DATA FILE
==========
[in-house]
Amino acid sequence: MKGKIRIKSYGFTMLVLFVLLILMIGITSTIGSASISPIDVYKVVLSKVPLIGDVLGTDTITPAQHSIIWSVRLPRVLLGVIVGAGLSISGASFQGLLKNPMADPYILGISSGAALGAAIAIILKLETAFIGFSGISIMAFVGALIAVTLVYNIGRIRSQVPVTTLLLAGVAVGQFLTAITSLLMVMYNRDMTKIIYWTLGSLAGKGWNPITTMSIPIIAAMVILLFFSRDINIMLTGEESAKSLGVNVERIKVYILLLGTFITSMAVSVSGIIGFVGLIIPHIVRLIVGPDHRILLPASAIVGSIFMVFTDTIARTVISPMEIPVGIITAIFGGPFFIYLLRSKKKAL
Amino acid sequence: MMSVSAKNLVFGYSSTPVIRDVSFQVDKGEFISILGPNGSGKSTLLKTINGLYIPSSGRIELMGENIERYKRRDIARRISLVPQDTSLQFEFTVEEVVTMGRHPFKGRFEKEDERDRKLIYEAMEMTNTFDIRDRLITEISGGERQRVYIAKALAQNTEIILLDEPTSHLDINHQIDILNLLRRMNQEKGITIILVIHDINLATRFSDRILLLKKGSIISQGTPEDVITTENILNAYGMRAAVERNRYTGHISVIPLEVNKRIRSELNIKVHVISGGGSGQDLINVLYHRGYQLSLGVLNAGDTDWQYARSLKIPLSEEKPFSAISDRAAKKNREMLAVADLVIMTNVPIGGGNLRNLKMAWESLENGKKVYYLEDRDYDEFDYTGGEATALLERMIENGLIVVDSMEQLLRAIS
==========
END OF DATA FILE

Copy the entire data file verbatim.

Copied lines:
[in-house]
Amino acid sequence: MKGKIRIKSYGFTMLVLFVLLILMIGITSTIGSASISPIDVYKVVLSKVPLIGDVLGTDTITPAQHSIIWSVRLPRVLLGVIVGAGLSISGASFQGLLKNPMADPYILGISSGAALGAAIAIILKLETAFIGFSGISIMAFVGALIAVTLVYNIGRIRSQVPVTTLLLAGVAVGQFLTAITSLLMVMYNRDMTKIIYWTLGSLAGKGWNPITTMSIPIIAAMVILLFFSRDINIMLTGEESAKSLGVNVERIKVYILLLGTFITSMAVSVSGIIGFVGLIIPHIVRLIVGPDHRILLPASAIVGSIFMVFTDTIARTVISPMEIPVGIITAIFGGPFFIYLLRSKKKAL
Amino acid sequence: MMSVSAKNLVFGYSSTPVIRDVSFQVDKGEFISILGPNGSGKSTLLKTINGLYIPSSGRIELMGENIERYKRRDIARRISLVPQDTSLQFEFTVEEVVTMGRHPFKGRFEKEDERDRKLIYEAMEMTNTFDIRDRLITEISGGERQRVYIAKALAQNTEIILLDEPTSHLDINHQIDILNLLRRMNQEKGITIILVIHDINLATRFSDRILLLKKGSIISQGTPEDVITTENILNAYGMRAAVERNRYTGHISVIPLEVNKRIRSELNIKVHVISGGGSGQDLINVLYHRGYQLSLGVLNAGDTDWQYARSLKIPLSEEKPFSAISDRAAKKNREMLAVADLVIMTNVPIGGGNLRNLKMAWESLENGKKVYYLEDRDYDEFDYTGGEATALLERMIENGLIVVDSMEQLLRAIS